London-based prodco Spun Gold is examining the relationships between obese children and their parents in their latest Sky Living one-off, Junk Food Mums, premiering tonight (September 12).
“We obviously have a problem in the UK with childhood obesity and Sky Living wants us to look at the problem from the point of view of what was the mum doing, because there’s a lot of blame laid at schools and government initiative,” says Gill Wilson, Spun Gold’s director of features and formats.
Looking at what’s happening at home and in the kitchen, the observational documentary follows three families with obese children. One mother has four children ranging from two years old to six years old. The family visits a fast food restaurant three times a day.
“It’s going psychologically into the minds of people, who, at first sight, would seem to not care about their children, to find out the root cause of what seems to be a terrible way to parent,” offers Wilson.
Junk Food Mums, part of Sky Living’s Pushy and Proud strand, stands apart from Spun Gold’s usual fare of celebrity-focused programming. The prodco recently had another Sky Living series air, Claire Richards: Slave to Food, which starred Richards, former member of the pop group Steps, and focused on her yo-yo dieting.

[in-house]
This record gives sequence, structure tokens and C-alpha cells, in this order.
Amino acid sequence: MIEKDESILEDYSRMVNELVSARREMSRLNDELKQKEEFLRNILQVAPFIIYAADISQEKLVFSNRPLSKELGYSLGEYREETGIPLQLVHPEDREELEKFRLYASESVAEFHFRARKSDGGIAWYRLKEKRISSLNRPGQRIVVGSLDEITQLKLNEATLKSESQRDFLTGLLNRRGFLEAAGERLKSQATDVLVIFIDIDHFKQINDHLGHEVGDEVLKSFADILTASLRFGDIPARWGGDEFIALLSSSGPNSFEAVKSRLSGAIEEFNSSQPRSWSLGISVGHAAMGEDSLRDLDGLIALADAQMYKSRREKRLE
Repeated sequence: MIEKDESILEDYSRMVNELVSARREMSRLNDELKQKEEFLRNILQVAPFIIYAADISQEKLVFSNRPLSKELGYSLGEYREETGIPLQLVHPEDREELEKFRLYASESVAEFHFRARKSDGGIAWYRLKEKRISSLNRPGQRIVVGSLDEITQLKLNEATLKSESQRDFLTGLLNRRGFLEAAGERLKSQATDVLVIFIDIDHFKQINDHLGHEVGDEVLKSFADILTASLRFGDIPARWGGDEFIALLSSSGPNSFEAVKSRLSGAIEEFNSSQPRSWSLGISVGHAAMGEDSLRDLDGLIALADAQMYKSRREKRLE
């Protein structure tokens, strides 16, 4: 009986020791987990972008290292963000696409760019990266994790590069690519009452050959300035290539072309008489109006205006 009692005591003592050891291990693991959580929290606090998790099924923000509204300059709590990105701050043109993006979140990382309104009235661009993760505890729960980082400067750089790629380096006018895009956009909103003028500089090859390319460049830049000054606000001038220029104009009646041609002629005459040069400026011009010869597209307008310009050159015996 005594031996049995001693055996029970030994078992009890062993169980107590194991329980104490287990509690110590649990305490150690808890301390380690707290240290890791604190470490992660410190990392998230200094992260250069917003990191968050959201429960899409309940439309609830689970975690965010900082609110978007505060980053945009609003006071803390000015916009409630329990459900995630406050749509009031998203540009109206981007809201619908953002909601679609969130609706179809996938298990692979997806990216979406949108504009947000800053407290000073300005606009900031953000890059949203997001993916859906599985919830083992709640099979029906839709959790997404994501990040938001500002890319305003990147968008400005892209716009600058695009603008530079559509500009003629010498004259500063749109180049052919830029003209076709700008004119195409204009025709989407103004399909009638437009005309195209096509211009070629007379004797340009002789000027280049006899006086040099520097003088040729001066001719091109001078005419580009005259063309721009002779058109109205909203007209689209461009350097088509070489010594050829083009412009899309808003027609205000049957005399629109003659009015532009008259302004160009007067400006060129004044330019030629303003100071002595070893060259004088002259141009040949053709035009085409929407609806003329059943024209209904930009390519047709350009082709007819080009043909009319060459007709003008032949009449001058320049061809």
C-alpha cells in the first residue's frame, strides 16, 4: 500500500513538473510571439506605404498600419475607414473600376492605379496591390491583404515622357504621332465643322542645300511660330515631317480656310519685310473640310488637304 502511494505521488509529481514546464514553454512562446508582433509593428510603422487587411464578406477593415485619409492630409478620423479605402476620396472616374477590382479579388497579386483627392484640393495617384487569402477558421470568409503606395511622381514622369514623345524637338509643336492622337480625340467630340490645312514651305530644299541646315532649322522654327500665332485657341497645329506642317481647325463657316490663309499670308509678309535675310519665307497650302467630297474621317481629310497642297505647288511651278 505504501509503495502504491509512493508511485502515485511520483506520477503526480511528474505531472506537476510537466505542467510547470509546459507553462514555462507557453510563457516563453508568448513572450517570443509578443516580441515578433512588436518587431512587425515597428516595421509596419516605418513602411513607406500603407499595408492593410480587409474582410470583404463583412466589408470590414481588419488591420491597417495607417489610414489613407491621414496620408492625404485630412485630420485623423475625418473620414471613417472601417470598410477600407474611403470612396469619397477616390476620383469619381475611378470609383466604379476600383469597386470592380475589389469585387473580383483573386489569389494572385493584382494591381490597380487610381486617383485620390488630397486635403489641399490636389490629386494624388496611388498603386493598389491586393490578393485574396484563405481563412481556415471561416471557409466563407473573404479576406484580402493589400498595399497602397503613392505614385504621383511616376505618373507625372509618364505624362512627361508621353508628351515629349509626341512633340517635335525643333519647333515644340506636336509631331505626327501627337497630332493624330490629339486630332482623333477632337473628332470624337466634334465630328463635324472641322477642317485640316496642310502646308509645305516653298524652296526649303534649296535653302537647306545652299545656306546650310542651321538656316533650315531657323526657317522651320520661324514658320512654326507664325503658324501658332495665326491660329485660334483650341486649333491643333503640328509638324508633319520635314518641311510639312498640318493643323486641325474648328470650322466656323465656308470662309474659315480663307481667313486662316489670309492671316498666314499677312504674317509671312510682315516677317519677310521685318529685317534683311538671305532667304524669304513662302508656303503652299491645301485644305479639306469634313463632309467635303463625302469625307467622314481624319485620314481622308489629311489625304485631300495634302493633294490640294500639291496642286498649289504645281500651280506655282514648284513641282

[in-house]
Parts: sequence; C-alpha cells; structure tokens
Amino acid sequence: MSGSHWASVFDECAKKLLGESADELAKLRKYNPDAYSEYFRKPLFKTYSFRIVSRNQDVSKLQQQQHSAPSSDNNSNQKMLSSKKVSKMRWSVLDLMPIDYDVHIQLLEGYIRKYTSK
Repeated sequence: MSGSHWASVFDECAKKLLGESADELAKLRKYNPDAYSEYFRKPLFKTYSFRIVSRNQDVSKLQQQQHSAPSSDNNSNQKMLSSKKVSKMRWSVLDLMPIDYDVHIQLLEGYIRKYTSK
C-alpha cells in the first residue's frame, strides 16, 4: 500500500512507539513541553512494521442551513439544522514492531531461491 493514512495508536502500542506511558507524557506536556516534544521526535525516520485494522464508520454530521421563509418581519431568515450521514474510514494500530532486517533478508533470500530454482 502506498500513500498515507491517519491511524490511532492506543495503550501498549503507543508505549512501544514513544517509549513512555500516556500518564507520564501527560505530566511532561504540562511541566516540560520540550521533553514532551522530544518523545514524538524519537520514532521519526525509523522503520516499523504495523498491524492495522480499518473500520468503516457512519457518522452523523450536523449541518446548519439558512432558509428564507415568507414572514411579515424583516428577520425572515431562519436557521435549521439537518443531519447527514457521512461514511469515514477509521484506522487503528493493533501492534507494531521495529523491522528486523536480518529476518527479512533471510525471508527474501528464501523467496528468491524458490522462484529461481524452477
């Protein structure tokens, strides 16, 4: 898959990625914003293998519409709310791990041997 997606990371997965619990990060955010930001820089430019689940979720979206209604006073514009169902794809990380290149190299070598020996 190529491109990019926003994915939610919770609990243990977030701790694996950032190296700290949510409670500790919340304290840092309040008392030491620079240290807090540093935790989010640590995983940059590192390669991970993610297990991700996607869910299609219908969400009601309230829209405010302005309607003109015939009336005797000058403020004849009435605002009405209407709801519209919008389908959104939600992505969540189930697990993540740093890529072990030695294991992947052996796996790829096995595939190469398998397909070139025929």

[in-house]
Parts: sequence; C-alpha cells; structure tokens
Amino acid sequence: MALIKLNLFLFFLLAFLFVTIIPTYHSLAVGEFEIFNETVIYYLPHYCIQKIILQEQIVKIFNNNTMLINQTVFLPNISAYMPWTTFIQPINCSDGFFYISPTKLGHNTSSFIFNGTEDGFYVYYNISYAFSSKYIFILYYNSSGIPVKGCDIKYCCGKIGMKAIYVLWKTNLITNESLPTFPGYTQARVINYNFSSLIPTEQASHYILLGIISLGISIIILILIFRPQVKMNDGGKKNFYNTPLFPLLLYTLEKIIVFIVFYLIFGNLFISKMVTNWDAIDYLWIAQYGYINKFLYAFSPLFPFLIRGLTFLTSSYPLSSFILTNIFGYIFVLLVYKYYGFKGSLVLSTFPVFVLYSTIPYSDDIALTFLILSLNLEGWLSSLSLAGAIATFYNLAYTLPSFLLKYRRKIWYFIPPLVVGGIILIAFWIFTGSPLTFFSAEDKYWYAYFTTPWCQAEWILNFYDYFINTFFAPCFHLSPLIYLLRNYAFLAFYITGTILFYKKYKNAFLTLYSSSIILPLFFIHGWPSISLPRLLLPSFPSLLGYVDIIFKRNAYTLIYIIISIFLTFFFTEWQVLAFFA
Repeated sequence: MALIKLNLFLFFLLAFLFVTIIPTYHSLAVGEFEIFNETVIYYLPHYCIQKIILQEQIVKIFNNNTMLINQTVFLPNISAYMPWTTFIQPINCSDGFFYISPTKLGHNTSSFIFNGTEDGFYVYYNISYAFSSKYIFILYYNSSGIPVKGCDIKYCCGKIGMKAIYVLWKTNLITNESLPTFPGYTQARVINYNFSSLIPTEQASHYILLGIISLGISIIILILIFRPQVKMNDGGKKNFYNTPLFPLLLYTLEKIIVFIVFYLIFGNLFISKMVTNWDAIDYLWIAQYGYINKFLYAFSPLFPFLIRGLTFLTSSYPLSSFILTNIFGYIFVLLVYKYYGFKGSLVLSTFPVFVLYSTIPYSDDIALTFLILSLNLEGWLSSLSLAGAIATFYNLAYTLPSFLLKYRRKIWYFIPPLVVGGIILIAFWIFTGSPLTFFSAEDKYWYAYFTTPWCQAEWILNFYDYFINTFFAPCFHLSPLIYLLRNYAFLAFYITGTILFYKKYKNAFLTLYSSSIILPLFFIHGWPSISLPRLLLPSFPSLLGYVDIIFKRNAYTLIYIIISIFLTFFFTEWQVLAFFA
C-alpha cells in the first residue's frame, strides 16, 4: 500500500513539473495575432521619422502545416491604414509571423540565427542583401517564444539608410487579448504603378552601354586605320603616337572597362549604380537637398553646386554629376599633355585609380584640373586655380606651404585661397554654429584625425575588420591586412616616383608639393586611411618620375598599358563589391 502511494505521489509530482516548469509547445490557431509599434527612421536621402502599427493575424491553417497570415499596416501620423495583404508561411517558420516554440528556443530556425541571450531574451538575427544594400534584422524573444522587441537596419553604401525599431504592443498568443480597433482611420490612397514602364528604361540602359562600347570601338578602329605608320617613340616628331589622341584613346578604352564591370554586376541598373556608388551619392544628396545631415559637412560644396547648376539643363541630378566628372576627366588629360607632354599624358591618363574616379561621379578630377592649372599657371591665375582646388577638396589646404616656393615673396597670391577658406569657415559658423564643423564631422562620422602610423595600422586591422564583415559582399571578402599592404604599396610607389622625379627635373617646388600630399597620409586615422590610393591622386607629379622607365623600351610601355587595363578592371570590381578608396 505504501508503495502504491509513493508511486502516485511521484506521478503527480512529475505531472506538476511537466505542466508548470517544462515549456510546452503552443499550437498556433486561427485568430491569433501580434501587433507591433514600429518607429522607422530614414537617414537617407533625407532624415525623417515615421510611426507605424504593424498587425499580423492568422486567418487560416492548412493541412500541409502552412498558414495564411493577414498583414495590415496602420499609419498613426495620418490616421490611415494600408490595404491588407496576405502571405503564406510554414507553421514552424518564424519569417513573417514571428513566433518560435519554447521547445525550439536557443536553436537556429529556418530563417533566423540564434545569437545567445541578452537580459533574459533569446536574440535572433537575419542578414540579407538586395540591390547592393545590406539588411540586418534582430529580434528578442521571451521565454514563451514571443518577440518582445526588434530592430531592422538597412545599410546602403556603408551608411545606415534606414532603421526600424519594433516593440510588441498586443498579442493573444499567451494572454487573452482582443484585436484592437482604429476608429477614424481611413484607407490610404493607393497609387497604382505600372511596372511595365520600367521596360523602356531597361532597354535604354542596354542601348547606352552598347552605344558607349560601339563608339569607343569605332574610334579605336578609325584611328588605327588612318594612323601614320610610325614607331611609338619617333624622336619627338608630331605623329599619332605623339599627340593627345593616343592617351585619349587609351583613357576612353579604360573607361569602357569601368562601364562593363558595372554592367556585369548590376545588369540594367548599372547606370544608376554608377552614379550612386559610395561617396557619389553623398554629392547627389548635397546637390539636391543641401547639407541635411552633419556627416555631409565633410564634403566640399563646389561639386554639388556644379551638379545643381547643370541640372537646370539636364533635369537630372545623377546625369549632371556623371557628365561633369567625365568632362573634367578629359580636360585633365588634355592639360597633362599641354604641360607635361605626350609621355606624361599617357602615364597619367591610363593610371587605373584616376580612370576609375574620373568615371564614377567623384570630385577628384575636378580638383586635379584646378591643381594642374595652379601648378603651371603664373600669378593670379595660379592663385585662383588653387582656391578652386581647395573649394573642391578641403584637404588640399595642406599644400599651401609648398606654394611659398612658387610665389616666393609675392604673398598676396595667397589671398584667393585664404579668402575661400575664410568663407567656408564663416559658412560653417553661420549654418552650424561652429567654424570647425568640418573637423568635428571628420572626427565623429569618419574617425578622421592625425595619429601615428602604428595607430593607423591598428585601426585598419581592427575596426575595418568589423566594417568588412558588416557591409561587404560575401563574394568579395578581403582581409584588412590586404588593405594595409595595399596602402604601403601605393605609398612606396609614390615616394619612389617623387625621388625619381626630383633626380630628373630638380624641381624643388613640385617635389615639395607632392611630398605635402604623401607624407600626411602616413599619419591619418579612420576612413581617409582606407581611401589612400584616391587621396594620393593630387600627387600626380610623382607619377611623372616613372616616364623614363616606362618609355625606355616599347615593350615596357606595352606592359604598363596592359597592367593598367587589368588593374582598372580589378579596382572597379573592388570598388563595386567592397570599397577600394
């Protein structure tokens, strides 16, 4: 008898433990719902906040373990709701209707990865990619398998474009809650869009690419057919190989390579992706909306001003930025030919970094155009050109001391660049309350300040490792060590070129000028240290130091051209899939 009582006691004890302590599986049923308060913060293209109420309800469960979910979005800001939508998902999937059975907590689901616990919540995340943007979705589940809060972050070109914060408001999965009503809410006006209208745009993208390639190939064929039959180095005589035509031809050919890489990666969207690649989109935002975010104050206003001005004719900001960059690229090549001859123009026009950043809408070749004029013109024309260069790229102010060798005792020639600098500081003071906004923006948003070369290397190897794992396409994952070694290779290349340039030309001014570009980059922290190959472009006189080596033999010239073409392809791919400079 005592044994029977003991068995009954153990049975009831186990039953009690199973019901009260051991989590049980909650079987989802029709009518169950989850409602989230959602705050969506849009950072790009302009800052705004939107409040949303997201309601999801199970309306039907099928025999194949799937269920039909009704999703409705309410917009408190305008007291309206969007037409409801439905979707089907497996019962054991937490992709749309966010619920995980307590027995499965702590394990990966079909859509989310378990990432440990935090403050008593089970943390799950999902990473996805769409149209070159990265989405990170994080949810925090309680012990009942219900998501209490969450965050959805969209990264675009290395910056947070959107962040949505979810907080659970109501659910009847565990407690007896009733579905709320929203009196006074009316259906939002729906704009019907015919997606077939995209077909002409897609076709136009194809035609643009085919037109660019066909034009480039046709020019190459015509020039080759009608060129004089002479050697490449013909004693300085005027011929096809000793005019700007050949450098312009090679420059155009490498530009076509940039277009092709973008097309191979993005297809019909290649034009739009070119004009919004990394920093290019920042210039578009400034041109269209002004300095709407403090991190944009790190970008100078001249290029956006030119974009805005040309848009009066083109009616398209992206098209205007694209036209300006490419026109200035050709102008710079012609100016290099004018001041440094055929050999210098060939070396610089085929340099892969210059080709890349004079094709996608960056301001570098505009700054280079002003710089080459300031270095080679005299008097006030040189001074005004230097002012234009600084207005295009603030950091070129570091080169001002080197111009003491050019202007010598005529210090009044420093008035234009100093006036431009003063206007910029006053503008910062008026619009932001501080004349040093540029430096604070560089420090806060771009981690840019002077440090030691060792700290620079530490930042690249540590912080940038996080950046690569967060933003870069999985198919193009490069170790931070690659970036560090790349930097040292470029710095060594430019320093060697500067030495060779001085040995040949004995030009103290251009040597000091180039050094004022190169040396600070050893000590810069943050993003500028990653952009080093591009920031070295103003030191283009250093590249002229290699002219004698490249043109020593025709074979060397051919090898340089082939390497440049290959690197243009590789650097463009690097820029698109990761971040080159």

Spun Gold has also produced programming featuring royals such as Prince William and the Duchess of York, and celebrities such as Elton John.
In addition to the celebrity fare, the company also produces daytime programming for ITV, and is currently on the ninth season of the chat show The Alan Titchmarsh Show. Also coming up for ITV is season two of Love Your Garden, which premieres on September 16 and airs on Friday nights.
“There’s a real market on a Friday night for that heartland, older audience programming,” says Nick Bullen, managing director. “The truth of it is a lot of young people are out on the Friday night so you have to cater to who’s at home.”
Bullen adds that since the addition of Wilson to the team in early 2011, Spun Gold will be looking at working more in the format and features worlds. To that end, Wilson believes that Junk Food Mums would do well as a format across the pond.
“I do think it will play very well in North America, because let’s face it, it’s the same problem we have here,” she says.